Review and Analysis of Mambo! by Nicholas E. Limansky
From Yma Sumac - The Art Behind the Legend
used with permission - all rights reserved, © Nicholas E. Limansky
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Mambo! was originally released as a 10" LP of eight selections. Excerpts were also issued in the 45 rpm format. The cover boasted an unusual action photograph of Yma in the midst of dance. Although twelve songs were originally recorded, one remained unissued (a limp effort, it was no great loss), and the other three were held in the Capitol vaults and not issued until the recording was re-released onto 12" LP in 1956. After being out of print for 15 years, it was re-released on LP by Capitol in 1979, but without "Cha Cha Gitano." By 1989 and the death of the Long Playing vinyl record, it had again gone out of print.
In early 1994, EMI References, imported CDs from France, began to surface in stores in New York. Volume I included Voice of the Xtabay and part of Mambo!, and Volume two completed the rest of the Mambo selections and all of Legend of the Jivaro. Finally, in 1996, after contractural agreements with Yma Sumac had been agreed upon, Mambo! was released on CD as part of the "Right Stuff" series. All selections were included.
Mambo! is an important Sumac recording and is one of the most impressive albums Yma ever released. Because of her instrumental capabilities, this particular format was the perfect framework for Yma's gifts and she provides the listener with some remarkable singing. Add to this Billy May's expertly-crafted compositions and you have an unusual treat.
Actually, the entire recording is one huge vocalise. Fortunately, Yma's voice was closely miked on these selections, the Capitol engineers forgoing echo or reverberating devices so that the listener can concentrate on the natural cutting edge of Yma's voice, her pure, floated high notes and aspiration-less coloratura flights. Like Voice of the Xtabay it is an exciting disc that bears up very well to repeated hearings. It is also one of Yma's most intriguing records since each selection offers glimpses into Yma's wordless interpretive art: sometimes sensual, sometimes vulgar, sometimes elegant ,and sometimes definitely operatic; her voice is used purely as an instrument. Words (as well as vowels and consonants) are inconsequential and used only to lend color and accentuation to various notes and rhythmn. This innovative concept provides the listener with an unusually wide spectrum of colors and effects to experience.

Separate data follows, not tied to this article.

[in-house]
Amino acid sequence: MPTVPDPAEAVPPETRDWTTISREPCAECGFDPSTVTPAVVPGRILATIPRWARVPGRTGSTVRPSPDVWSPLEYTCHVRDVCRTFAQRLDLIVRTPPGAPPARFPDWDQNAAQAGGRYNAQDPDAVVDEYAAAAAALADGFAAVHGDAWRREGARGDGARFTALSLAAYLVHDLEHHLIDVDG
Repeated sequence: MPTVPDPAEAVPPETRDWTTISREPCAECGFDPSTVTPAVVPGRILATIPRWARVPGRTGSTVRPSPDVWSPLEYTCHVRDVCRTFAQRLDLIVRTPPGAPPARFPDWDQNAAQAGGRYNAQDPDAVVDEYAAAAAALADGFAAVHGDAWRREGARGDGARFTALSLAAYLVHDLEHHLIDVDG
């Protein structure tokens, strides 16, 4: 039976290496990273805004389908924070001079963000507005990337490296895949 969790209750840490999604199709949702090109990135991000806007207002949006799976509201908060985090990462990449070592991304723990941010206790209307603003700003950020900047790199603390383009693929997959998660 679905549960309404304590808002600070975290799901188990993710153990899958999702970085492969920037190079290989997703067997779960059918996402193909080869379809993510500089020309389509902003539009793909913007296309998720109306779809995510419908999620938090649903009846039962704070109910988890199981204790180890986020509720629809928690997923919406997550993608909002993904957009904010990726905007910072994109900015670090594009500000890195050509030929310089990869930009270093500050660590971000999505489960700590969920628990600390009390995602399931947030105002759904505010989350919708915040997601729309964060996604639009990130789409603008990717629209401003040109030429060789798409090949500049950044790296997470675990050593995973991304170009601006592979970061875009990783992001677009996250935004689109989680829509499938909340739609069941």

When first hearing this record, the general reaction is surprise that a single voice is capable of all the acrobatics displayed. Indeed, this is a veritable feast of coloratura singing. In some of the rapid, operatic coloratura on this disc, Yma surpasses the efforts of her classical, operatically-trained sisters. But Yma was always at her best, and most inventive, when allowed complete freedom to "play" as her whims dictated.
It should be stated, however, that Mambo! is a definite product of the 1950s and in that respect, is dated. The harmonic structure of the arrangements and the heavy use of brass could not have originated at any other period in American musical history. Because of this many listeners consider the recording high camp. Not helping this is the odd juxtaposition of Yma's coloratura over a dance band. Oddly, the Mambo as a dance form, had all but disappeared by the time Yma came to record these selections, replaced by the "Cha-Cha-Cha", a slower version of the same dance.
Titles for the songs were obviously chosen arbitrarily, and like those for the later, 1971 disc, Miracles were only meant to supply exotic flavor - since they mean absolutely nothing. No notes were created for the Mambo album, just vapid comments about the Mambo dance form and Yma Sumac.
Although the music itself is not exotic, the concept of using Yma's voice (and what she does with it) is definitely not of the norm. Perhaps because of this and the remarkably fresh tang to her voice and improvisations, the album remains a truly unique listening experience.
Yma's range in these songs covers almost three and one-half octaves, from low, contralto D to the coloratura soprano F.
Although almost all of Mambo! is worth many repeated hearings, 6 of the original 11 songs are spectacular for Yma's vocalism and rank with the best work she put to disc: "Bo Mambo", "Taki Rari", "Gopher Mambo", "Chicken Talk", "Malambo #1" and "Jungla".
Additional notes: recorded in Hollywood, California August-September 1954 and released February 1955. The 12" LP followed shortly afterwards with additional tracks from the same session.
Select song title to read a review of the individual song and to see a listing of releases which contain it.